When conducting clinical trials, results can depend on how diverse the population of participants is. Clinical trial diversity is essential for:
- Reduction of bias
Gender bias in particular is an issue currently being addressed within clinical trials. Because there has historically been a bias towards male study participants in medical research, there is a lack of data by comparison on females and how they react to drugs.
Read on to learn why gender diversity in clinical trials is so important, and what can be done to improve it!
Why Inclusion Is Important to Graduates of Clinical Research Programs
There are disparities between populations receiving treatments and the populations that participate in clinical trials for these drugs. This means that drugs can be approved for market but still create problems or be less effective on some patients who use them. Examples of studies excluding women include:
- Cardiovascular clinical trials, of which only 31% include women and report results separated by sex
- A study using Flibanserin, a medication for pre-menopausal women, that only had 8% female participants
Exclusion of women in clinical trials is historically due to several old beliefs:
- Studies on men could be applied to women as well
- The fluctuation of hormones that women experience would complicate studies to the point of skewing results
- The possibility of women being pregnant presented too high of a safety risk
Grads with a Clinical Research Diploma Know the Benefits of Gender Diversity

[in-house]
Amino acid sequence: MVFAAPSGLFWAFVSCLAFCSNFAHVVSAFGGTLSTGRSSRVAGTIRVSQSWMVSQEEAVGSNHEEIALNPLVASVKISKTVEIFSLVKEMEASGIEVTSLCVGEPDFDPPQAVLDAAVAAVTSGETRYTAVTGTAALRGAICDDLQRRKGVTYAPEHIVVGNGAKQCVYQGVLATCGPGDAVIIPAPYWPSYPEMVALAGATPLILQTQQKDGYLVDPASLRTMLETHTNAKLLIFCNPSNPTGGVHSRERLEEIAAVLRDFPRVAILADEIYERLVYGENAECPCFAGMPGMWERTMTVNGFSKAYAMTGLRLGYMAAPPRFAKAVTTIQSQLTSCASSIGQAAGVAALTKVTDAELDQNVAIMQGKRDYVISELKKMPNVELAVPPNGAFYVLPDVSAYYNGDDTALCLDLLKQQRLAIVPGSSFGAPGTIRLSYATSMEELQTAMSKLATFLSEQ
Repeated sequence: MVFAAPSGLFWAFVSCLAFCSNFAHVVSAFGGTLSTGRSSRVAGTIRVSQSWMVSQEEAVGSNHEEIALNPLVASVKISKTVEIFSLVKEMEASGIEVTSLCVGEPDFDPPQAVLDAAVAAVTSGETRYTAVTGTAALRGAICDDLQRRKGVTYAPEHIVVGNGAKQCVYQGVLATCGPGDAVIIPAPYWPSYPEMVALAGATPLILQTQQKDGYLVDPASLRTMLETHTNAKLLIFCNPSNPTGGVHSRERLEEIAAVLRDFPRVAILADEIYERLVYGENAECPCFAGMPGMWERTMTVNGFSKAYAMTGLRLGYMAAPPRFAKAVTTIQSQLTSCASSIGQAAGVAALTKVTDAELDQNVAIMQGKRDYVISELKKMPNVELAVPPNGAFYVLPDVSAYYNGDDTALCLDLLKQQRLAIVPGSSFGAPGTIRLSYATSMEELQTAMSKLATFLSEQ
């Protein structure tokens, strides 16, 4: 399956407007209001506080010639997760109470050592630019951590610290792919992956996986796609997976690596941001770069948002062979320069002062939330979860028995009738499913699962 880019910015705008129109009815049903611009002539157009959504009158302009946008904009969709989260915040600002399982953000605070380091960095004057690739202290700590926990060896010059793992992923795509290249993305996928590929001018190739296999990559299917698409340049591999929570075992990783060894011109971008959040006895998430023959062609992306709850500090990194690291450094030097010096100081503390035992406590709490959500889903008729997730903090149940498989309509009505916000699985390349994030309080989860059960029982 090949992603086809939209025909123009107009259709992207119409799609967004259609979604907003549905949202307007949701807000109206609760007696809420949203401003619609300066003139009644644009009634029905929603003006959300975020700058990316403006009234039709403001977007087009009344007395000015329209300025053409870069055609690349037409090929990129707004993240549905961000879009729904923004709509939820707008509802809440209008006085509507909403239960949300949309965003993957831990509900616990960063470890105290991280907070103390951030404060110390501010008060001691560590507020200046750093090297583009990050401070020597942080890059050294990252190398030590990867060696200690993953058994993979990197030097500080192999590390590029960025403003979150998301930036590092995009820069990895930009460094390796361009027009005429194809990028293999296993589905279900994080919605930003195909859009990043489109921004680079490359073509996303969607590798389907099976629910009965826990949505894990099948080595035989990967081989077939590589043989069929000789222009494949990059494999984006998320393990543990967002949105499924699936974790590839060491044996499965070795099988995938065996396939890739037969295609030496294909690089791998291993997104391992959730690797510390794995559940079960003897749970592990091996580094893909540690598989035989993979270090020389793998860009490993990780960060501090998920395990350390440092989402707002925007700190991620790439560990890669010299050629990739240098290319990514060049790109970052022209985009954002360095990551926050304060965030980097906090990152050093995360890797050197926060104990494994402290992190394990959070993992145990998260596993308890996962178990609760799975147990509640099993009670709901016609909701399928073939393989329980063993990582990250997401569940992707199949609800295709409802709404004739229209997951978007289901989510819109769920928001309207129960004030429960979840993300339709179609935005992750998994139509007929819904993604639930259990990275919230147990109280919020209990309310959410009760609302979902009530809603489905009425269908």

There are many reasons why graduates of a clinical research program want gender diversity in clinical trials. Gender diversity is important in clinical studies for many reasons, such as:
- Determining that drugs are safe for women to take
- Proving efficacy of treatment in women
- Showing side effects that only appear in men or women, or appear more intensely in a particular population
The bodies of men and women will react differently in some cases when taking drugs, because:
- Drugs are absorbed differently
- Metabolisms are different
- The way that drugs are excreted changes
- Weight and size varies, affecting dosage
Steps Being Taken to Be More Inclusive in Clinical Trials
If women aren’t included properly in clinical trials, they can miss out on:
- Prevention of diseases or illnesses
- Effective treatments
- Warnings of side effects
Lobbying for women to be included in clinical trials increased in Canada in the late 90s, when attention was drawn to the lack of research in breast and female reproductive cancers. Gender Based Analysis was implemented by Health Canada to address these issues.
In addition, there are organizations working to include more women-centred clinical trials. The Women’s Health Research Institute in British Columbia is one of these organizations, with a team that supports and facilitates trials focusing on females.
While there is still a ways to go in terms of including trials that focus on women, at this point 43% of participants in worldwide clinical trials are women. When you complete clinical research courses, you may be inspired to make a difference in your own way.
Are you interested in getting a clinical research diploma?
Contact AAPS for more information!